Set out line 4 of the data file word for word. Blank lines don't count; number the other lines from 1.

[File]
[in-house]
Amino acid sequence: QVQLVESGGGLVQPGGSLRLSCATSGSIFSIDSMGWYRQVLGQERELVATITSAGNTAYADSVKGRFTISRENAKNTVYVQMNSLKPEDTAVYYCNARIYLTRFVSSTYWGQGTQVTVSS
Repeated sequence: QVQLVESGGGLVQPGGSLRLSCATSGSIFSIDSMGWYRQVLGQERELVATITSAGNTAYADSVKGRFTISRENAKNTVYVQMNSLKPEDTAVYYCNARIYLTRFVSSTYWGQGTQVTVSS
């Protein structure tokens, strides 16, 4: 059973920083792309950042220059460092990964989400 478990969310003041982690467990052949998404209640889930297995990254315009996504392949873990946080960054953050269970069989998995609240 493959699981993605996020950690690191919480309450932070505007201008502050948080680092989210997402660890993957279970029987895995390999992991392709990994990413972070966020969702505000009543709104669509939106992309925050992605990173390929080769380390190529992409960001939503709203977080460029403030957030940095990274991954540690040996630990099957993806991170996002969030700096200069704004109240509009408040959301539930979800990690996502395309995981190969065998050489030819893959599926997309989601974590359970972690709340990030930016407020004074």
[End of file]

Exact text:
């Protein structure tokens, strides 16, 4: 059973920083792309950042220059460092990964989400 478990969310003041982690467990052949998404209640889930297995990254315009996504392949873990946080960054953050269970069989998995609240 493959699981993605996020950690690191919480309450932070505007201008502050948080680092989210997402660890993957279970029987895995390999992991392709990994990413972070966020969702505000009543709104669509939106992309925050992605990173390929080769380390190529992409960001939503709203977080460029403030957030940095990274991954540690040996630990099957993806991170996002969030700096200069704004109240509009408040959301539930979800990690996502395309995981190969065998050489030819893959599926997309989601974590359970972690709340990030930016407020004074």